Monday, February 06, 2006

"100 best first lines from novels"

Following is a list of the 100 best first lines from novels, as decided by the American Book Review, a nonprofit journal published at the Unit for Contemporary Literature at Illinois State University:

1. Call me Ishmael. -- Herman Melville, Moby-Dick (1851)

3. A screaming comes across the sky. — Thomas Pynchon, Gravity's Rainbow (1973)

30. The sky above the port was the color of television, tuned to a dead channel. — William Gibson, Neuromancer (1984)

38. All this happened, more or less. — Kurt Vonnegut, Slaughterhouse-Five (1969)

41. The moment one learns English, complications set in. — Felipe Alfau, Chromos (1990)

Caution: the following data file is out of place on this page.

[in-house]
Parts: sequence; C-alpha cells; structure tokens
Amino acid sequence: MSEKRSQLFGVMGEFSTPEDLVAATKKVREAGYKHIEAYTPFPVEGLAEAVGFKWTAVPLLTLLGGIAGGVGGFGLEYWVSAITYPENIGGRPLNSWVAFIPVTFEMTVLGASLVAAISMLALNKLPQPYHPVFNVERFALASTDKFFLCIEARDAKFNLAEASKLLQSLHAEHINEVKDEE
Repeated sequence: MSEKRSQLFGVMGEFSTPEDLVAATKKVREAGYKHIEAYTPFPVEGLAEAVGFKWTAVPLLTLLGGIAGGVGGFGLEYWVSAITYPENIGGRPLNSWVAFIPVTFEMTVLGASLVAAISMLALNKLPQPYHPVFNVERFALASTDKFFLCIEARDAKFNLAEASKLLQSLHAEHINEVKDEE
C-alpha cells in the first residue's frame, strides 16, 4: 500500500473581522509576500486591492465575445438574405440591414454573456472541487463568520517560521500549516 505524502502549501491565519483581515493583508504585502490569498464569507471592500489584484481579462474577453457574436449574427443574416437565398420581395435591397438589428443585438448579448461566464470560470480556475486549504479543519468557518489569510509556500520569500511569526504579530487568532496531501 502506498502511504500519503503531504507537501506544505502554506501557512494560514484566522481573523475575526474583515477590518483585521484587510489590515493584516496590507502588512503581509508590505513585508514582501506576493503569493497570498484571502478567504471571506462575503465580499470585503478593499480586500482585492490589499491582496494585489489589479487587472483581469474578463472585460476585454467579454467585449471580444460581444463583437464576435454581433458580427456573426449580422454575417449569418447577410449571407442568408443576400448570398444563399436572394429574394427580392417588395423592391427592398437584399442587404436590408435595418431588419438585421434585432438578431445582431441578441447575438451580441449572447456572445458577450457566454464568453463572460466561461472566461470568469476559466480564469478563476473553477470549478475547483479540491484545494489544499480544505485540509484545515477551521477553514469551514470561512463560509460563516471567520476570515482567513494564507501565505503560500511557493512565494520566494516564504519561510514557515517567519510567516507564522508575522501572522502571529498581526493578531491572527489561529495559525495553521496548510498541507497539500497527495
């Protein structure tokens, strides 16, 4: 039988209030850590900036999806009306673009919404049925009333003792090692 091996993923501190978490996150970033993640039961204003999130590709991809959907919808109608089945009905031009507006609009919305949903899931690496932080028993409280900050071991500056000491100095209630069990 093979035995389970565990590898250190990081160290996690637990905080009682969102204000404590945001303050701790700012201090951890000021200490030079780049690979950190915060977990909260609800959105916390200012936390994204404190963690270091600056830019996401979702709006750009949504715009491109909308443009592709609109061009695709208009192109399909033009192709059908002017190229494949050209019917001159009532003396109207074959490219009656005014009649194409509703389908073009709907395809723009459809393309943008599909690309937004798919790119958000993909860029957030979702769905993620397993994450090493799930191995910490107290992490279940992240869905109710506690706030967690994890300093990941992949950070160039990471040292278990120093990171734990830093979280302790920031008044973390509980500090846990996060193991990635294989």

53. It was a pleasure to burn. — Ray Bradbury, Fahrenheit 451 (1953)

81. Vaughan died yesterday in his last car-crash. — J. G. Ballard, Crash (1973)

92. He was born with a gift of laughter and a sense that the world was mad. — Raphael Sabatini, Scaramouche (1921)

93. Psychics can see the color of time it's blue. — Ronald Sukenick, Blown Away (1986)

100. The cold passed reluctantly from the earth, and the retiring fogs revealed an army stretched out on the hills, resting. — Stephen Crane, The Red Badge of Courage (1895)

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